In line with Port Charlotte’s ethos of total honesty, the brand releases tasting kits of their ‘work-in-progress’. Last month, I was able to join a tasting session of the MP8, the newest tasting kit. It was a night of experimental whiskies, great stories, and delightful cheeses. Here are my notes. I hope they make sense. Man, that night was fun!
Before I reveal my thoughts, let me add a bit of context. I was invited by Nick Baeyens, the Belgian brand ambassador for Port Charlotte and Octomore, to attend an evening of whisky & cheese. We watched the live stream of the MP8 tasting, while sampling the three expressions and sharing experiences. For those interested, I will link the Live Tasting session at the end of the article.
The expressions we tasted are part of the ongoing idea of the brands focus on ‘terroir‘, which is a concept now coined by more and more distilleries. In essence, it is the idea that the environment has an influence on the barley that is being grown, and in turn that barley has influence on the whisky that is produced. This would mean that if you planted the same barley in a variety of micro–climates, and then distilled and matured the product in exactly the same way, you would get expressions that still differ from each other.
And guess what. It’s a thing. Obviously it’s a thing. How could it not be a thing!?
And if you’re not convinced, check out the following article: “Terroir in whisk[…]y ‘does exist’, distillery study finds’. (https://www.thedrinksbusiness.com/2019/01/terroir-in-whiskey-does-exist-distillery-study-finds/)
The people at Bruichladdich, who like to introduce themselves as ‘Progressive Hebridean Distillers‘, have been experimenting heavily with cask types, different types of barley, and even mictro-climates on the Islay island itself. Bruichladdich takes pride in the ‘terroir’. Their products are made on Islay, with a small excursion to Bairds in Invernesse for malting. In the near future, however, their products will be 100% produced on Islay, as plans are laid out to build their own malt house on the island. Get ready for some details, folks!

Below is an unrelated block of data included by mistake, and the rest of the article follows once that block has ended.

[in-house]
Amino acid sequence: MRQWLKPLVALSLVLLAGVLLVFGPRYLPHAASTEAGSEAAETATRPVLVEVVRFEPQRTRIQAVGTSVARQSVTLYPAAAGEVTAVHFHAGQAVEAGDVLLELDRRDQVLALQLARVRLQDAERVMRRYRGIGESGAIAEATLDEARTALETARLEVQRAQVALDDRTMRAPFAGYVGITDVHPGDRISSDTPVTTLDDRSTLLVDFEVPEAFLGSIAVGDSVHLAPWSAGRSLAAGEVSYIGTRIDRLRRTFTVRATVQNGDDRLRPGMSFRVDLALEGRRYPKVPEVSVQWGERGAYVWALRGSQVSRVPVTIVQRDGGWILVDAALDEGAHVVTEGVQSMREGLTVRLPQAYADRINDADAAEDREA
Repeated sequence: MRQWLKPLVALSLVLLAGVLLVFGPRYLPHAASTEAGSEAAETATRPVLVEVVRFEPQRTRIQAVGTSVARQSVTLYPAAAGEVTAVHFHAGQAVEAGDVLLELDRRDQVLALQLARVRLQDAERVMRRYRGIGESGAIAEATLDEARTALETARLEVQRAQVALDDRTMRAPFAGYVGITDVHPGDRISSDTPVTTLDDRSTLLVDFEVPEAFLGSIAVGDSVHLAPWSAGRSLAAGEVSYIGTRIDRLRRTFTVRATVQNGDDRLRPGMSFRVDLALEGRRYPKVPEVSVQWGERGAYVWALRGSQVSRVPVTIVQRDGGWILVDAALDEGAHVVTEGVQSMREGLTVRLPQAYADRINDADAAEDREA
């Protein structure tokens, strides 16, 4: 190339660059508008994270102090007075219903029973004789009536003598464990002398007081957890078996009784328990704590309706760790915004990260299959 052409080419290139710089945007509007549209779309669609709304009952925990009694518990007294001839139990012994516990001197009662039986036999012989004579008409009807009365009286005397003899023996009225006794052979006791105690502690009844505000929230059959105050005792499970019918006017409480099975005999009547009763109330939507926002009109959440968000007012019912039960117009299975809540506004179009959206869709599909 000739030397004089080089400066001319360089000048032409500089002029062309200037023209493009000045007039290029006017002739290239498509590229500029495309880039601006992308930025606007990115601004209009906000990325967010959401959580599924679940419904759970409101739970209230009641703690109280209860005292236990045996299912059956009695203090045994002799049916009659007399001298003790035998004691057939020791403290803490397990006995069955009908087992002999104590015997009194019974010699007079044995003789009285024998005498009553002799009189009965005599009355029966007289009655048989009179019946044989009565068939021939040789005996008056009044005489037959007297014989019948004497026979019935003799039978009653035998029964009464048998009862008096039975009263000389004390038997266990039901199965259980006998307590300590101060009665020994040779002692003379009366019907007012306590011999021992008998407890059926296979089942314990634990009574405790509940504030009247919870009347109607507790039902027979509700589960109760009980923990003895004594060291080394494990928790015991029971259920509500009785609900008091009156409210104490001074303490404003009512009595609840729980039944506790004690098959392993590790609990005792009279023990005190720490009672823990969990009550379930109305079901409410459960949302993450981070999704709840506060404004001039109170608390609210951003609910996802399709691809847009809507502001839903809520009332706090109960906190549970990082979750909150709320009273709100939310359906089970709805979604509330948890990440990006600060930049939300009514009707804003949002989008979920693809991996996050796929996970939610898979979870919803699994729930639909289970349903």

Port Charlotte #1860
The three single cask expressions in the Micro-Provenance tasting kit were distilled from Islay grown barley, and peated to 40 ppm. Heavily-peated, though the tasting notes might surprise you.
The first in the Trinity is “#1860“, which refers to the cask number. Distilled from Oxbridge & Publican barley, this expression was bottled in 2011, and aged 6 years on a 1st fill bourbon cask. And it’s 61.4% ABV. Yikes! Talk about cask strength!
Interestingly enough, the expression is rather delicate, even floral. The peat is a supporting factor rather than being heavily present. It is fruity, light-weight, sometimes even cloud-like in the way the different flavours drift over your palate. There’s a hint of brine. I liked it as an experimental expression.
Port Charlotte #3403
Next up was “#3403”, an expression distilled from Optic barley, aged for 9 years on a first-fill bourbon cask. 61.4% ABV again, though now I know that doesn’t mean it will knock me down.
This expression tasted the closest to my idea of a first-fill bourbon cask whisky. Delicious vanilla, with a citrus touch to it. The peat is more ‘classic‘ in the sense that it is more present, more up-front. It’s one of the main actors, but not the lead-role. There’s a hint of ginger somewhere. I would like to taste more of it.
Port Charlotte #3582
Finally, I tasted “#3582”, perhaps the most ‘experimental’ expression, naturally saved for last. Distilled from Oxbridge barley in 2008, and aged 9 years on a 2nd fill Rivesaltes cask, a naturally sweet fortified wine. Reading the label got me excited.
Plenty of fruits (berries) in the nose, as expected from the influence of the fortified wine cask. I got a blend of smokey goodness, dusty woodwork, and a little spice. It’s interesting how this ‘marriage’ of the cask and the peat serves up an expression that works, but is still rough around the edges.
I would be lying if I told you I didn’t enjoy myself. It was fun tasting these expressions, especially because Nick opened up his bottle library, and we could compare these ‘work-in-progress’ whiskies to the core range products and limited editions. Next time there’s a Micro-Provenance tasting kit available, I’ll be there, trying to snatch it from the person holding it, running away in the night.
The ‘terroir’ focus works, and if you like experimentals like me, you’ll have to try out Bruichladdich’s products. Try and taste a variety of them, perhaps at a masterclass.
Oh, and if you feel like taking it just a little step further, go to a local cheese shop and get a nice cheese platter. Whisky and Cheese is divine.
As mentioned, here is the link to the Live Tasting Session with head distiller Adam Hannett:
Photographs are © Bruichladdich and © Mickaël Van Nieuwenhove.